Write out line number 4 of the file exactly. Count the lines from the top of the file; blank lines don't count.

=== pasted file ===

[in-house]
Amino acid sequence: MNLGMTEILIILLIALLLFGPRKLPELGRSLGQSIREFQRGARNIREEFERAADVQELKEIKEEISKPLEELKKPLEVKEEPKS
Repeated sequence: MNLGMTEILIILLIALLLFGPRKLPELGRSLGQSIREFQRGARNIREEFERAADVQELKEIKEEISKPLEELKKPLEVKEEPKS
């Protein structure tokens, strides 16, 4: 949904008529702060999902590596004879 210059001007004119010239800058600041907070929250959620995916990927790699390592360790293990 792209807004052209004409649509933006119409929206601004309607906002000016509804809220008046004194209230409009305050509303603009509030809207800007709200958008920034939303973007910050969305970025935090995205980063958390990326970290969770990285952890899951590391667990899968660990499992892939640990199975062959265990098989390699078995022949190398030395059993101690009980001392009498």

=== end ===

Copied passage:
């Protein structure tokens, strides 16, 4: 949904008529702060999902590596004879 210059001007004119010239800058600041907070929250959620995916990927790699390592360790293990 792209807004052209004409649509933006119409929206601004309607906002000016509804809220008046004194209230409009305050509303603009509030809207800007709200958008920034939303973007910050969305970025935090995205980063958390990326970290969770990285952890899951590391667990899968660990499992892939640990199975062959265990098989390699078995022949190398030395059993101690009980001392009498």